Chapter 2: Linear Equations

# 2.5 Absolute Value Equations

When solving equations with absolute values, there can be more than one possible answer. This is because the variable whose absolute value is being taken can be either negative or positive, and both possibilities must be accounted for when solving equations.

Example 2.5.1

Solve  When there are absolute values in a problem, it is important to first isolate the absolute value, then remove the absolute value by considering both the positive and negative solutions. Notice that, in the next two examples, all the numbers outside of the absolute value are moved to one side first before the absolute value bars are removed and both positive and negative solutions are considered.

Example 2.5.2

Solve  Example 2.5.3

Solve  Note: the objective in solving for absolute values is to isolate the absolute value to yield a solution.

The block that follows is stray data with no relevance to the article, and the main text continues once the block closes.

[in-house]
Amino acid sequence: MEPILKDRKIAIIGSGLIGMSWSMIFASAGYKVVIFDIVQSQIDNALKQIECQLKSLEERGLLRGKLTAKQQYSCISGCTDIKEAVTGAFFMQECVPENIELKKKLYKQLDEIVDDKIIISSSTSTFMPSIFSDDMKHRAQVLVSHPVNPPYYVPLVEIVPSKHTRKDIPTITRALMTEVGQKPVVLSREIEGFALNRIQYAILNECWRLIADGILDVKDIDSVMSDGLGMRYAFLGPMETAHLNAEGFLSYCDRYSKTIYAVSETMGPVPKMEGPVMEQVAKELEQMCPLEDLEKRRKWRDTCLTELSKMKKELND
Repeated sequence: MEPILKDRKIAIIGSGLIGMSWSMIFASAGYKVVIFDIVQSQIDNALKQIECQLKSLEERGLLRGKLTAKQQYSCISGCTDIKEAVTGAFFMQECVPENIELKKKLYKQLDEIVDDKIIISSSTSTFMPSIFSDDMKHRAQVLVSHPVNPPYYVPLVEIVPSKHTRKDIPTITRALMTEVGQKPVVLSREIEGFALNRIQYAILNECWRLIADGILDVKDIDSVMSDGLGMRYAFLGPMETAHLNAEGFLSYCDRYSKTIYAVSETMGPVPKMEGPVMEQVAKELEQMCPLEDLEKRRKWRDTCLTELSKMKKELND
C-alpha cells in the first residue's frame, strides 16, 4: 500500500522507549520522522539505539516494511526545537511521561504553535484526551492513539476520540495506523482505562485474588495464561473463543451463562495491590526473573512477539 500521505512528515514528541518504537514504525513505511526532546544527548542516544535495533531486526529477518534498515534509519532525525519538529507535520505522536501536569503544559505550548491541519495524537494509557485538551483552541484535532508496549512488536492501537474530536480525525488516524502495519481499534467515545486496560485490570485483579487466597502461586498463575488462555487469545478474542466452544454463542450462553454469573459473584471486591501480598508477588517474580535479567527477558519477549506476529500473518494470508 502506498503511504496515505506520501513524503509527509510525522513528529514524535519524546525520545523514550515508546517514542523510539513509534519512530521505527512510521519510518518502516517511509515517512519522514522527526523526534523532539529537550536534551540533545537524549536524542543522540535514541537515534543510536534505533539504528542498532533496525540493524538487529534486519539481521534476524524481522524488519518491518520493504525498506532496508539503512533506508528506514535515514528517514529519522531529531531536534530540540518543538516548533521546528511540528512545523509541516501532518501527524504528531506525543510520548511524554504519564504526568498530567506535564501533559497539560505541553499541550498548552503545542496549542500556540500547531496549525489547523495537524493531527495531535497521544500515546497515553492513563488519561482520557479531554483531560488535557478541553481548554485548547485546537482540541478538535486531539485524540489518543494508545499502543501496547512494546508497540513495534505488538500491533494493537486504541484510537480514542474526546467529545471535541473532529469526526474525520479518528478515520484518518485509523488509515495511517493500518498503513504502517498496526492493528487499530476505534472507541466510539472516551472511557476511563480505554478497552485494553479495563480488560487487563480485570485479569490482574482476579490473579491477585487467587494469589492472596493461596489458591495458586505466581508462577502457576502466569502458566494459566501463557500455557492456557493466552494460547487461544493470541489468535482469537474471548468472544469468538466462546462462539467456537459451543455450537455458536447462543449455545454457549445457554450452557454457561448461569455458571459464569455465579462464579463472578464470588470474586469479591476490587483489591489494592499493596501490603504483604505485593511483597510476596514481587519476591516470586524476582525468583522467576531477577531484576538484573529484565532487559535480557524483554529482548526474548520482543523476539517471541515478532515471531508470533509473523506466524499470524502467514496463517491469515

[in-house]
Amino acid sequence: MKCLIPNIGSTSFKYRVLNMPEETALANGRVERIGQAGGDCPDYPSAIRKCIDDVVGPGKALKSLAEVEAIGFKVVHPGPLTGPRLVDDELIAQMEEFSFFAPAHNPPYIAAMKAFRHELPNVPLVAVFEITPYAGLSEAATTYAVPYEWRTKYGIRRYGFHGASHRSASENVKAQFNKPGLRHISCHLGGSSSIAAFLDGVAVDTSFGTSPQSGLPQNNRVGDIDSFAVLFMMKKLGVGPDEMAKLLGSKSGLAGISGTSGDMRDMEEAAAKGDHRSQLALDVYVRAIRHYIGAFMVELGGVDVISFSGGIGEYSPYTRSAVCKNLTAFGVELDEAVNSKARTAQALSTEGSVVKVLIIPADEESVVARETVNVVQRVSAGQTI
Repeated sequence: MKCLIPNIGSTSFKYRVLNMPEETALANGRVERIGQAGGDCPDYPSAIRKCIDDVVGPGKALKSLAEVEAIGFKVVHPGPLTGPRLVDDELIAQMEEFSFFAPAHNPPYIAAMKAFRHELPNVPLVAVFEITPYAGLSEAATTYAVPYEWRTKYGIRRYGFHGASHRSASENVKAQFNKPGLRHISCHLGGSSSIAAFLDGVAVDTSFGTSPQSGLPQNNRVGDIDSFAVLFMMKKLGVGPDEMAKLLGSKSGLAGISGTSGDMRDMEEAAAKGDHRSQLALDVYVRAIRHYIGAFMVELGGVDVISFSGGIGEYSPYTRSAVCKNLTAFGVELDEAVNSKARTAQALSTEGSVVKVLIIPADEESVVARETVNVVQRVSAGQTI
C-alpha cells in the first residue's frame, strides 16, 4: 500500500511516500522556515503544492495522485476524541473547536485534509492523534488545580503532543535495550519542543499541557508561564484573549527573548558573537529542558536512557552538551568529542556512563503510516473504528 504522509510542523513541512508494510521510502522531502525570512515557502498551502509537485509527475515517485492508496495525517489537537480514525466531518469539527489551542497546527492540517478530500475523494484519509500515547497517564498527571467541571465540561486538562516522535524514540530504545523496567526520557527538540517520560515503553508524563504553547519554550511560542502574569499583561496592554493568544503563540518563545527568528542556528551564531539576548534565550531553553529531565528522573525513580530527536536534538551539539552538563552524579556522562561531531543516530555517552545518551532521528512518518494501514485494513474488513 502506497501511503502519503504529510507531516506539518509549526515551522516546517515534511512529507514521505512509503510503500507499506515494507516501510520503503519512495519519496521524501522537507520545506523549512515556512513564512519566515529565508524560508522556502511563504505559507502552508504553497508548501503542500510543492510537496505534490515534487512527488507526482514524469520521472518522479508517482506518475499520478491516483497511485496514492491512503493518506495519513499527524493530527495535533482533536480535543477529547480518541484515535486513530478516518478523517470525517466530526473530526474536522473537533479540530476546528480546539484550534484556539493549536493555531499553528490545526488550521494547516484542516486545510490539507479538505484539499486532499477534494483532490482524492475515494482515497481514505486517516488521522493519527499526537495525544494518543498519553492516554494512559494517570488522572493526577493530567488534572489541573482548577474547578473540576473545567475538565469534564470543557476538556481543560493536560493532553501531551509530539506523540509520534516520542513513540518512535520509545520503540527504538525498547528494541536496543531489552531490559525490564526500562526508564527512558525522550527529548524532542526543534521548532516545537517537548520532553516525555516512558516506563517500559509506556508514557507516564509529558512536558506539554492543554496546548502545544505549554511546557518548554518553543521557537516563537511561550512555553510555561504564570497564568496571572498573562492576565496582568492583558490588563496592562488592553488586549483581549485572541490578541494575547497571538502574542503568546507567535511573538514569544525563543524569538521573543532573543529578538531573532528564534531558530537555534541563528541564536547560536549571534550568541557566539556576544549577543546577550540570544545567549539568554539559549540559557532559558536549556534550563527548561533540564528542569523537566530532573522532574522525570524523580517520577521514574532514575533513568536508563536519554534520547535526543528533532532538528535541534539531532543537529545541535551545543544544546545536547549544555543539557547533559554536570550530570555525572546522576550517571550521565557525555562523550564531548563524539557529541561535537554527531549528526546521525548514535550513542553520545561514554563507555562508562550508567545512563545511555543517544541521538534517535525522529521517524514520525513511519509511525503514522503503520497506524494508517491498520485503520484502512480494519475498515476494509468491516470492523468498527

Example 2.5.4

Solve  Often, the absolute value of more than just a variable is being taken. In these cases, it is necessary to solve the resulting equations before considering positive and negative possibilities. This is shown in the next example.

Example 2.5.5

Solve Since absolute value can be positive or negative, this means that there are two equations to solve. Remember: the absolute value must be isolated first before solving.

Example 2.5.6

Solve  Now, solve two equations to get the positive and negative solutions: There exist two other possible results from solving an absolute value besides what has been shown in the above six examples.

Example 2.5.7

Consider the equation from Example 2.5.5.
What happens if, instead, the equation to solve is or For there is no so there will be just one solution instead of two. Solving this equation yields: For the result will be “no solution” or , since an absolute value is never negative.

One final type of absolute value problem covered in this chapter is when two absolute values are equal to each other. There will still be both a positive and a negative result—the difference is that a negative must be distributed into the second absolute value for the negative possibility.

Example 2.5.8

Solve Solving this means solving: Removing the absolute value signs leaves: # Questions

For questions 1 to 24, solve each absolute value equation.

1. 2. 3. 4. 5. 6. 7. 8. 9. 10. 11. 12. 13. 14. 15. 16. 17. 18. 19. 20. 21. 22. 23. 24.